A home-made scarecrow isn’t just a nice seasonal decoration for the fall garden, it also gives birds a comfy place to sit.
I was inspired to craft an old-fashioned scarecrow after I saw the pitiful quality of scarecrows for sale at one of the big-box retailers. Instead of buying one, I thought it would be more fun to create my own and recycle at the same time.
Ever since the first gardener started gardening, growers around the world have used scarecrows to protect their fields and gardens from flocks of hungry birds and other animals.
The most effective scarecrows are those capable of some kind of motion, like moving around a pole in the wind or having parts that flap in a breeze.
Loud noises also work to scare birds away, if only temporarily.
But, if you’re like me, having a scarecrow in the fall garden is more about decorating for Halloween and Thanksgiving than keeping the critters away.
Here are the basic steps for building a scarecrow of your own:
Two pieces of recycled lumber, like an old fence plank or pieces of 2×4 boards; 1 length about 6-7 feet long and 1 length about 3-4 feet long.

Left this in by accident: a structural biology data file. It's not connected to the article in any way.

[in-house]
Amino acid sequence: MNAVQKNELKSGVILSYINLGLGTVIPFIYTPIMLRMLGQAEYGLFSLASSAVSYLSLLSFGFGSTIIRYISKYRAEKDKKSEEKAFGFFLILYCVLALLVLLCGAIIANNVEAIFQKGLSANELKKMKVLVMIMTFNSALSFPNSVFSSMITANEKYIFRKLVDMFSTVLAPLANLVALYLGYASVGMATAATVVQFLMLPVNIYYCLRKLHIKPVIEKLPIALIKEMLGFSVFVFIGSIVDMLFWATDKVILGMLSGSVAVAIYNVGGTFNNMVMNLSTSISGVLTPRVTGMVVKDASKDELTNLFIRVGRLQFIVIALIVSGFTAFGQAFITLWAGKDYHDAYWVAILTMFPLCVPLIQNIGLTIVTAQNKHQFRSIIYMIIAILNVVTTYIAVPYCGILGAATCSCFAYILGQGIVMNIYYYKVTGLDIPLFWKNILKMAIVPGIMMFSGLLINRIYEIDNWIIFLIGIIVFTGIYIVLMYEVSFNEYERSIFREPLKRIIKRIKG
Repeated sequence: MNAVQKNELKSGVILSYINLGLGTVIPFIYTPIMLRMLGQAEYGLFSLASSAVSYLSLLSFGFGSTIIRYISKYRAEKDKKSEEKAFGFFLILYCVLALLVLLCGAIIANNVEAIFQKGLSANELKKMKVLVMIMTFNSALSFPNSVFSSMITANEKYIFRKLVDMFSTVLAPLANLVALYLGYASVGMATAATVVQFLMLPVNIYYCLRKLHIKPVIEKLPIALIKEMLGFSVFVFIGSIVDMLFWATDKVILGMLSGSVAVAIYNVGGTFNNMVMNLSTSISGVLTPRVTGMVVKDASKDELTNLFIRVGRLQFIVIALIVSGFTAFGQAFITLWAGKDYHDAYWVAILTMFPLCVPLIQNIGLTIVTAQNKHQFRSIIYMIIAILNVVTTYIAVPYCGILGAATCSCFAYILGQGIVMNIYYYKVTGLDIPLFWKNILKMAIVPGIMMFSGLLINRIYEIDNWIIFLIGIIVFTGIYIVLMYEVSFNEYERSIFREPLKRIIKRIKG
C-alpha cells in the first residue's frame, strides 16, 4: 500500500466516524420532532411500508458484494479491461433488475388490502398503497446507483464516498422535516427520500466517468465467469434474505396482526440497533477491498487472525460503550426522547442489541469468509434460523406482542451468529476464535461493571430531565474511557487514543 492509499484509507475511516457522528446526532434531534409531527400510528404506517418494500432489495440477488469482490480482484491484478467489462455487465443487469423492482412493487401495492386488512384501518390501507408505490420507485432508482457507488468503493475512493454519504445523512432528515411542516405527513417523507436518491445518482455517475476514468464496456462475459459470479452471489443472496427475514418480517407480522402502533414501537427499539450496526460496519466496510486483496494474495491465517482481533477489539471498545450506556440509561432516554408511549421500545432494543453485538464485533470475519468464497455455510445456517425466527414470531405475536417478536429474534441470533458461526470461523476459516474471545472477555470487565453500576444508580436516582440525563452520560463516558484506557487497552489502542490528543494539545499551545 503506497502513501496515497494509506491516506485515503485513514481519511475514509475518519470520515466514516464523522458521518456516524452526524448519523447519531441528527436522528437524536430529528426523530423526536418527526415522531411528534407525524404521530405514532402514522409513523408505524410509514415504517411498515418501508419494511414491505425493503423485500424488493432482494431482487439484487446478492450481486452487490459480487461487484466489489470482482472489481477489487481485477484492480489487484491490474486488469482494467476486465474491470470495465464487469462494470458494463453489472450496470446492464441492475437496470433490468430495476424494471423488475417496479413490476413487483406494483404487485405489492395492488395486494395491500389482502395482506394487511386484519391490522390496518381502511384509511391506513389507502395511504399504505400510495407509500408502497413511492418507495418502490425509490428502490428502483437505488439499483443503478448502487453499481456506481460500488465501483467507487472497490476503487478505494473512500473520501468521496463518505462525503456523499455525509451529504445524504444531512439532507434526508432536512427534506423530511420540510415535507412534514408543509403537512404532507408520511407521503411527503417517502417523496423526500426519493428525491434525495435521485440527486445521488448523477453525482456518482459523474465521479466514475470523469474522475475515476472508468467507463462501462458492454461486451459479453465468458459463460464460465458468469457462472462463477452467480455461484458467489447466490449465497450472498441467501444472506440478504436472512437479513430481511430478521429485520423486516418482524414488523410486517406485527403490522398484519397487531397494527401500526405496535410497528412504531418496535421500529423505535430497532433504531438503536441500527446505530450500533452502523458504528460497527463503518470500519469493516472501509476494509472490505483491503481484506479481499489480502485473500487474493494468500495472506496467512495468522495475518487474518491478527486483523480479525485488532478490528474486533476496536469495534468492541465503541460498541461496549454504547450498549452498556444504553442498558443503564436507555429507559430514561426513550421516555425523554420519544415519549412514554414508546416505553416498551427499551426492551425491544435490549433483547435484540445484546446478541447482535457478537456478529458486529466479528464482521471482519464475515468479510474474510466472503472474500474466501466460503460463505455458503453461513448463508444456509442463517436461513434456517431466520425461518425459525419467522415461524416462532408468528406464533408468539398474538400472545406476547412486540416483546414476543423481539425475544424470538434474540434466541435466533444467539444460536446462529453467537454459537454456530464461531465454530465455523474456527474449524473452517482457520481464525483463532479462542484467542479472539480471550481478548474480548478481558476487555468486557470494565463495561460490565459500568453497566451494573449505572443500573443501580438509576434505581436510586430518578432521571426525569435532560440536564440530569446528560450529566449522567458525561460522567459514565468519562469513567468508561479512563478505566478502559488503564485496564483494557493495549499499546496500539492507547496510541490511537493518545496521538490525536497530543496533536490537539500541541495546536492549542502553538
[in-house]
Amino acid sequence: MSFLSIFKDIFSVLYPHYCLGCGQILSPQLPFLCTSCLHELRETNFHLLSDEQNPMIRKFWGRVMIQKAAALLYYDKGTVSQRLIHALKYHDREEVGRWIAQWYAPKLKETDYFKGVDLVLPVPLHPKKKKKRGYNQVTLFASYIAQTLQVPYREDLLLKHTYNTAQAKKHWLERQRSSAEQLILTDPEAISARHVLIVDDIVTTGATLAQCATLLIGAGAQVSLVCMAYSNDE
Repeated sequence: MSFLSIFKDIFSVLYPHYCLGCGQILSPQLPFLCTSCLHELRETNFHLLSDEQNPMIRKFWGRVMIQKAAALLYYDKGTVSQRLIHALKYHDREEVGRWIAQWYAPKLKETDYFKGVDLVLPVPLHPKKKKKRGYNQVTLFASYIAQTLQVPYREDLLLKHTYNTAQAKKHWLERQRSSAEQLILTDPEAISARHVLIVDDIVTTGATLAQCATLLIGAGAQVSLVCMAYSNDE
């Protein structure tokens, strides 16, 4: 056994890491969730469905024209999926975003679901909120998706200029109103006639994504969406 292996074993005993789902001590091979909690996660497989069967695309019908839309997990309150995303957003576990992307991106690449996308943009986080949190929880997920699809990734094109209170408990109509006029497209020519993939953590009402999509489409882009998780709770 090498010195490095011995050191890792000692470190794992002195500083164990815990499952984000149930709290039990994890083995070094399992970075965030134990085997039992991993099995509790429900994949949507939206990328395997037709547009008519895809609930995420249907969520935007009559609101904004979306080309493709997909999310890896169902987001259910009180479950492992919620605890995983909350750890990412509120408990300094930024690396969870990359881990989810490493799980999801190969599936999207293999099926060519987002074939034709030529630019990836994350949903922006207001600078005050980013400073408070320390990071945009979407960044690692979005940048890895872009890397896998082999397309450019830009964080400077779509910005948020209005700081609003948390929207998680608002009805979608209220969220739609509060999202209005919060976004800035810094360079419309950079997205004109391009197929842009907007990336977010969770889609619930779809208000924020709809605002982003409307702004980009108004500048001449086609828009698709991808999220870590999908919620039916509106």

Hammer and nails
Length of rope
Straw, newspaper or other stuffing material
Old clothing like jeans, long-sleeved shirt, skirt, dress, gloves, hat, etc.
Ribbons, cloth streamers, bells, tin pie plates, chimes or other noise makers
- Build a simple scarecrow frame by placing the long piece of lumber on the ground.
- Place the shorter piece of lumber across the first, about 1/3 of the way down the first piece to create “arms.”
- Secure the two pieces of wood together with nails .
- Dress the scarecrow. If using pants, put the long piece of lumber through one leg, stuff both legs with straw or other stuffing and tie the waistband to the board.
- Place the scarecrow in its garden spot and pound the frame into the ground.
- Finish dressing the scarecrow by putting on its shirt and stuffing the arms.
- Fill the pillowcase with straw for the head and slip it over the top of the board; tuck the pillowcase end into the shirt and use rope to secure the head to the frame.
- Add finishing touches, like a face, hat, gloves etc.
- Place ribbons streamers, bells, pie plates or chimes so they’ll move when the wind blows, if desired.